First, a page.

It is an amazing thing that God should entrust the works of his hands to us. This world rightly inspires awe and wonder; yet God has put the world and its creatures into our hands (Genesis 1:28, Psalm 8:6-8). He has also assigned us stewardship or management of our homes and families, our possessions and our days. In many places God's relationship to his people is portrayed as that between a landlord and tenants from whom he expects good management, or between a master and servants to whom he has entrusted his business.
Since mankind generally rebels against God, our being in charge has been more of a curse than a blessing. In the account of man's fall -- whether you take it as allegory or as literal the point still remains -- God had already given mankind dominion in this world, had already made us in the image of God; but we were greedy for more. We didn't want dominion under God, but dominion instead of God, free from God, in place of God. When power is no longer exercised in recognition of God's dominion, power itself becomes corrupted, as they say that power corrupts, and absolute power corrupts absolutely.1 But it was not power that corrupted us; we corrupted it. We have developed ideas of power and its use that are alien to God. We imagine that power is used to exalt the one who has power, that the glory of the powerful is to always get his way at the expense of others. The lords of the Gentiles lord it over them. But not so with us. The great will be a servant, and the greatest will be slave of all. We know this because the Lord of All laid aside all the trappings and benefits of power to save us; he taught his disciples about being a Lord -- the true Lord, the Lord of Lords -- by dressing in a towel and washing feet. Christ keeps finding ways to get through to us. His humility and love humble us and point us the right direction about managing our trusts under God. More could be said about using our trusts in service of others, in reverence for God, and in a shrewd way ...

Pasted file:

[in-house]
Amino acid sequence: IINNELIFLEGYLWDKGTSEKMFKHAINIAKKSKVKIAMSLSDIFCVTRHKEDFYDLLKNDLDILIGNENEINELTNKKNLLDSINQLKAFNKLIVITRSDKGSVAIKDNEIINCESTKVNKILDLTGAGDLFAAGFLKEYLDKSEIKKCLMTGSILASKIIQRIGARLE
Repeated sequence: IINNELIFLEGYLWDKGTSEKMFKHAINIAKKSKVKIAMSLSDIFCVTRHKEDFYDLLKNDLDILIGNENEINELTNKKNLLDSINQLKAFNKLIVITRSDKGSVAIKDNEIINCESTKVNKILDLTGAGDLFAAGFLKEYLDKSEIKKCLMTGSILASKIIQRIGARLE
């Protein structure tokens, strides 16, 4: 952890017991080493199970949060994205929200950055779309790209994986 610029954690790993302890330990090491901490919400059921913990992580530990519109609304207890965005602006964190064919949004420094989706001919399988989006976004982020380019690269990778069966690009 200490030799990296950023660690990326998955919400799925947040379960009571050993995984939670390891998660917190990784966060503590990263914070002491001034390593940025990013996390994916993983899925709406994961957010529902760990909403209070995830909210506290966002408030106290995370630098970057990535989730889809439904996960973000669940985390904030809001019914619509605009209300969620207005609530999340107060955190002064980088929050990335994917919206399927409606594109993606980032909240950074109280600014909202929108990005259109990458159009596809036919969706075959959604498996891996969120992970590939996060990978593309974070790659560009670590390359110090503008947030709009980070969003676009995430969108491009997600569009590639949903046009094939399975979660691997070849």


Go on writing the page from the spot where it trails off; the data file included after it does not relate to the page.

More in a related post about the parable of the talents: God's Investment in the World.
1 - As a case in point about how even our ideas about power are twisted, I remember a definition given me in a college sociology class: the amount of power that Person A has over Person B is the amount of resistance on the part of Person B that can be overcome by the force of Person A. Seems reasonable until you see the Lord of Lords washing feet. Then you start thinking in terms of the amount of power Person A has to help Person B, or befriend him, or otherwise be some good to him.